The serine/threonine kinase Akt (protein kinase B) has been implicated as a central regulator of insulin action in skeletal muscle. A prevailing hypothesis is that a reduction in insulin-stimulated Akt activation decreases glucose uptake leading to hyperglycemia and systemic insulin resistance. To directly assess the role of skeletal muscle Akt on muscle growth and glucose homeostasis, Jaiswal et al. deleted Akt2 or both Akt1 and Akt2 specifically in the skeletal muscles of mice. While mice bearing an Akt2 deletion alone showed no effect on muscle growth and glucose metabolism, congenital deletion of both the Akt isoforms resulted in a drastic reduction in muscle mass and a mild defect in glucose tolerance.
The role of skeletal muscle Akt in the regulation of muscle mass and glucose homeostasis
Objective: Skeletal muscle insulin signaling is a major determinant of muscle growth and glucose homeostasis. Protein kinase B/Akt plays a prominent role in mediating many of the metabolic effects of insulin. Mice and humans harboring systemic loss-of-function mutations in Akt2, the most abundant Akt isoform in metabolic tissues, are glucose intolerant and insulin resistant. Since the skeletal muscle accounts for a significant amount of postprandial glucose disposal, a popular hypothesis in the diabetes field suggests that a reduction in Akt, specifically in skeletal muscle, leads to systemic glucose intolerance and insulin resistance. Despite this common belief, the specific role of skeletal muscle Akt in muscle growth and insulin sensitivity remains undefined.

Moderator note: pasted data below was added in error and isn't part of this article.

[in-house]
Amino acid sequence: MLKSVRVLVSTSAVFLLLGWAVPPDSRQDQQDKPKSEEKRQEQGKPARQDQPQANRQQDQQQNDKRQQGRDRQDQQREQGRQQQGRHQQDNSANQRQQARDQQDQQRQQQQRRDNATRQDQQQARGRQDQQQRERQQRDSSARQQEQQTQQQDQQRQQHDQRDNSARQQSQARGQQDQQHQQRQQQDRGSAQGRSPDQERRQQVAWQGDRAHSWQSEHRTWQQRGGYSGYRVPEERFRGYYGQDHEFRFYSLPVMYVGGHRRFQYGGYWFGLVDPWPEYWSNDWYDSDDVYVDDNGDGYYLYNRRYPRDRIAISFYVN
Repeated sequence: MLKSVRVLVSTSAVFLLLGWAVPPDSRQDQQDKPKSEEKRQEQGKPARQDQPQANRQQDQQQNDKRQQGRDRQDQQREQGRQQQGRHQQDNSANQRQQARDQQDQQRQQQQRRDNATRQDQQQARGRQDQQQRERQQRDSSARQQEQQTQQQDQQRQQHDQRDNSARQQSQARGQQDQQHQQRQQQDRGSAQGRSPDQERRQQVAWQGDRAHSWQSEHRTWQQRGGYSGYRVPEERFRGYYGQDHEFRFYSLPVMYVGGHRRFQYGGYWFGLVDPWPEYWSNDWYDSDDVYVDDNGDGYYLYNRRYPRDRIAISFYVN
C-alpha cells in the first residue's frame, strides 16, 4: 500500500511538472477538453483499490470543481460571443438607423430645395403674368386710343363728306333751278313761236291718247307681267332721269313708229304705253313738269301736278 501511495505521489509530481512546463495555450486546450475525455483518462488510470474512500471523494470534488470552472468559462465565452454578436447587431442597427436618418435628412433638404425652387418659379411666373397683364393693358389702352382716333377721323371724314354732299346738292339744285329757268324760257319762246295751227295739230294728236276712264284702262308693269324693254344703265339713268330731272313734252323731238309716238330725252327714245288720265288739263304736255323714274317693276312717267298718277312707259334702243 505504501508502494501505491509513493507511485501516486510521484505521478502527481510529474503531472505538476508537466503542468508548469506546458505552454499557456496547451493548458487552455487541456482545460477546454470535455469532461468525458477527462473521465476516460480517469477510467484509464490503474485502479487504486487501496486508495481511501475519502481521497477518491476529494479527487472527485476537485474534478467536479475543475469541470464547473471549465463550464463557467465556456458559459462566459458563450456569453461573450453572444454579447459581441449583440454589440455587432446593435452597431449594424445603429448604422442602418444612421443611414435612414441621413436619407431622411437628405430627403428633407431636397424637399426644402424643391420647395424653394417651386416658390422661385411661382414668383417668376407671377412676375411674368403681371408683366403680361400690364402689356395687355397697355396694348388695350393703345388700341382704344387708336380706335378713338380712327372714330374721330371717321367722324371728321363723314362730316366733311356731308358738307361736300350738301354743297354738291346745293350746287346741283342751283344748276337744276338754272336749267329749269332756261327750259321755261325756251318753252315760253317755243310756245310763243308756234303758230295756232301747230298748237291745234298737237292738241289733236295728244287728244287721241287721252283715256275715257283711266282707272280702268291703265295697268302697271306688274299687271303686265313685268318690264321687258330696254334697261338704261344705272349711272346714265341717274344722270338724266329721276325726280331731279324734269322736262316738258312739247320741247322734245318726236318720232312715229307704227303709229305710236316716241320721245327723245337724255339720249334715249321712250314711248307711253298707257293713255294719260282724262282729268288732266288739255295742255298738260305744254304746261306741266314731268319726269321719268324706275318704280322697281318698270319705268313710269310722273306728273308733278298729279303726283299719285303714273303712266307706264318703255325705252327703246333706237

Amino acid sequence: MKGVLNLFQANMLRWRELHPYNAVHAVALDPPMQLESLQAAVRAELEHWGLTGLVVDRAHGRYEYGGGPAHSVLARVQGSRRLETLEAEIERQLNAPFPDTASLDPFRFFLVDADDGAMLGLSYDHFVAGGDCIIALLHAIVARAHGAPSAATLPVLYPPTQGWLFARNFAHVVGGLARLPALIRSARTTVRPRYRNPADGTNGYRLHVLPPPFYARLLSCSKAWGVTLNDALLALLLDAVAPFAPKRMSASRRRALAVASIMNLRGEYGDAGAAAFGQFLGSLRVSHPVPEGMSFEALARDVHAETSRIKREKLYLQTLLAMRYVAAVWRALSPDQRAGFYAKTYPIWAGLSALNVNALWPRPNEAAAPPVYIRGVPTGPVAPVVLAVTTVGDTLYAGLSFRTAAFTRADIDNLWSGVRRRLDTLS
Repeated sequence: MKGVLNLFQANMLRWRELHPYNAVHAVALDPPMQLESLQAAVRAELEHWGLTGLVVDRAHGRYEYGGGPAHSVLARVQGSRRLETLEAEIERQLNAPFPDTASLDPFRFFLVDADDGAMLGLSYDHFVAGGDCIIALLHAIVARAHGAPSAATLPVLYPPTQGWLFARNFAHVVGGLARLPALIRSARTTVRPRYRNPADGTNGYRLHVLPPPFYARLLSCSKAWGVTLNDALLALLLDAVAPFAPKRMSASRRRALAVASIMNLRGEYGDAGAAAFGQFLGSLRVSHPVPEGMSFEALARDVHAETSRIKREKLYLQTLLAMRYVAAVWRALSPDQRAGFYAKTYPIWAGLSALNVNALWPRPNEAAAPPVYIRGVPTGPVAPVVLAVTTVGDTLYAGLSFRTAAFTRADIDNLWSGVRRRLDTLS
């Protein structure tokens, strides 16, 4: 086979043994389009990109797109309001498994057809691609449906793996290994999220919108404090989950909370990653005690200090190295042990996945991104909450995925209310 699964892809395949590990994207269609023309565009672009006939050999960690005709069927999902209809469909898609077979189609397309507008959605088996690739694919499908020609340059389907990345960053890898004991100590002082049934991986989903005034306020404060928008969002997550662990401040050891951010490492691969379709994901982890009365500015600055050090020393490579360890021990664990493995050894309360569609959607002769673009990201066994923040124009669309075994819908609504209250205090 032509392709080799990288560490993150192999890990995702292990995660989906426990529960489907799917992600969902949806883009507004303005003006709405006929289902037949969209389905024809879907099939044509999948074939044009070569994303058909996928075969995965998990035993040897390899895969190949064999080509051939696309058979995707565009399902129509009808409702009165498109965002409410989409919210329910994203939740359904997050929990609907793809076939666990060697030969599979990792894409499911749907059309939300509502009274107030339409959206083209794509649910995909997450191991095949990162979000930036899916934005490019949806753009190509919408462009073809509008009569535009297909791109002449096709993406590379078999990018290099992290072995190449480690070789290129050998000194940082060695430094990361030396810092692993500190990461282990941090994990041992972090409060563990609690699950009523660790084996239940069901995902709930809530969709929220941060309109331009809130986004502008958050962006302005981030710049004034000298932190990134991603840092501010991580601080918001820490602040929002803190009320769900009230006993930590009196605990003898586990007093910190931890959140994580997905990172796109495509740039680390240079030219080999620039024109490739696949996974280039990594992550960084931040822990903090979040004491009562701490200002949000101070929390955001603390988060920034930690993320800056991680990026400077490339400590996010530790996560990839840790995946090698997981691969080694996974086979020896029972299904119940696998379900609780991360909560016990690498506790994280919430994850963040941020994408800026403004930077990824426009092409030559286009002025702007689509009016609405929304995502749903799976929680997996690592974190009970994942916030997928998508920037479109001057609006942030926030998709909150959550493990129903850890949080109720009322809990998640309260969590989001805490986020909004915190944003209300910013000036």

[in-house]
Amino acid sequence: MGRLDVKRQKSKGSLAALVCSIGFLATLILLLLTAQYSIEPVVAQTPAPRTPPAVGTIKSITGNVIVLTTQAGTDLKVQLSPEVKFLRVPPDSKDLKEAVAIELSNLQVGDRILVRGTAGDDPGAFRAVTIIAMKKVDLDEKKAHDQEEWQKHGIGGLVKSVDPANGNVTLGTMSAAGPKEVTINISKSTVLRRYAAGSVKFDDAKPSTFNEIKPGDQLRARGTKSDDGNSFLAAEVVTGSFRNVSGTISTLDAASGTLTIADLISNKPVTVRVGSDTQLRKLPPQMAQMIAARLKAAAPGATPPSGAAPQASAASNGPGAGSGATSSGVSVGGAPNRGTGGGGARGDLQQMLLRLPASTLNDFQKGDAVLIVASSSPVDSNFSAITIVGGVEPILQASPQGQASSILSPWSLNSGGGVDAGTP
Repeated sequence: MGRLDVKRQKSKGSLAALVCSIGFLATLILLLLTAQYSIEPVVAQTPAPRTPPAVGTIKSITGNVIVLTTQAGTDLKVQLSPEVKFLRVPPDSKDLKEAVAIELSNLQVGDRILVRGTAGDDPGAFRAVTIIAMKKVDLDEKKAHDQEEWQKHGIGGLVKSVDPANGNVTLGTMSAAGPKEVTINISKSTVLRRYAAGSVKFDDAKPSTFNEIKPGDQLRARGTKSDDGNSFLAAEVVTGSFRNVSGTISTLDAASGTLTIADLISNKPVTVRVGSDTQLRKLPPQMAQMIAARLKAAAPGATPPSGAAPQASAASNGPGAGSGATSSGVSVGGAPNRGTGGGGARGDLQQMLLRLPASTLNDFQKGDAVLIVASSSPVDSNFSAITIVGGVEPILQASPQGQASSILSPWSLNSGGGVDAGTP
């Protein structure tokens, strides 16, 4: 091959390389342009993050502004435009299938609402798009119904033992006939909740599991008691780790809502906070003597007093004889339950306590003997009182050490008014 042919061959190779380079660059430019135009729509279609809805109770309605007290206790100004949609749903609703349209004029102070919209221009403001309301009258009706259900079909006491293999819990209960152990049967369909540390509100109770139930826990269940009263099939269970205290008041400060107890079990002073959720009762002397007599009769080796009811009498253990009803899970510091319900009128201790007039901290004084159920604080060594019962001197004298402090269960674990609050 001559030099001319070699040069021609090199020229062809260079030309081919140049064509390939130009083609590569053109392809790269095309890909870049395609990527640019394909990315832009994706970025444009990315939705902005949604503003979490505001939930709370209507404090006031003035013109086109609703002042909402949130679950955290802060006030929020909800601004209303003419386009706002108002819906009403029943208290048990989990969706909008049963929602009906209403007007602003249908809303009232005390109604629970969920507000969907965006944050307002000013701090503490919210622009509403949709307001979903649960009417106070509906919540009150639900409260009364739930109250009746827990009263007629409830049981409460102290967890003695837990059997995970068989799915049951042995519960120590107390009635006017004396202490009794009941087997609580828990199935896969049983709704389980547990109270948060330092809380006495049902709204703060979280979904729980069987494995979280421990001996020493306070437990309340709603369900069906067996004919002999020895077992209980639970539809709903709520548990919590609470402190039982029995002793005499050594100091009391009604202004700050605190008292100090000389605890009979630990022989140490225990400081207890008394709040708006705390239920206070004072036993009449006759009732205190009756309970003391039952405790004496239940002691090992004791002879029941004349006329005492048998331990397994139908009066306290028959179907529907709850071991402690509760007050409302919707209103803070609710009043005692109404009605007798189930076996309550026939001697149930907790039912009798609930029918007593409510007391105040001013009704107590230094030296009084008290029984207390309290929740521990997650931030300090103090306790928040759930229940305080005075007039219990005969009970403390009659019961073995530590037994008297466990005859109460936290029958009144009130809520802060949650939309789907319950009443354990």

Methods: We generated multiple mouse models of skeletal muscle Akt deficiency to evaluate the role of muscle Akt signaling in vivo. The effects of these genetic perturbations on muscle mass, glucose homeostasis and insulin sensitivity were assessed using both in vivo and ex vivo assays.
Results: Surprisingly, mice lacking Akt2 alone in skeletal muscle displayed normal skeletal muscle insulin signaling, glucose tolerance, and insulin sensitivity despite a dramatic reduction in phosphorylated Akt. In contrast, deletion of both Akt isoforms (M-AktDKO) prevented downstream signaling and resulted in muscle atrophy. Despite the absence of Akt signaling, in vivo and ex vivo insulin-stimulated glucose uptake were normal in M-AktDKO mice. Similar effects on insulin sensitivity were observed in mice with prolonged deletion (4 weeks) of both skeletal muscle Akt isoforms selectively in adulthood. Conversely, short term deletion (2 weeks) of skeletal muscle specific Akt in adult muscles impaired insulin tolerance paralleling the effect observed by acute pharmacological inhibition of Akt in vitro. Mechanistically, chronic ablation of Akt induced mitochondrial dysfunction and activation of AMPK, which was required for insulin-stimulated glucose uptake in the absence of Akt.
Conclusions: Together, these data indicate that chronic reduction in Akt activity alone in skeletal muscle is not sufficient to induce insulin resistance or prevent glucose uptake in all conditions. Therefore, since insulin-stimulated glucose disposal in skeletal muscle is markedly impaired in insulin-resistant states, we hypothesize that alterations in signaling molecules in addition to skeletal muscle Akt are necessary to perturb glucose tolerance and insulin sensitivity in vivo.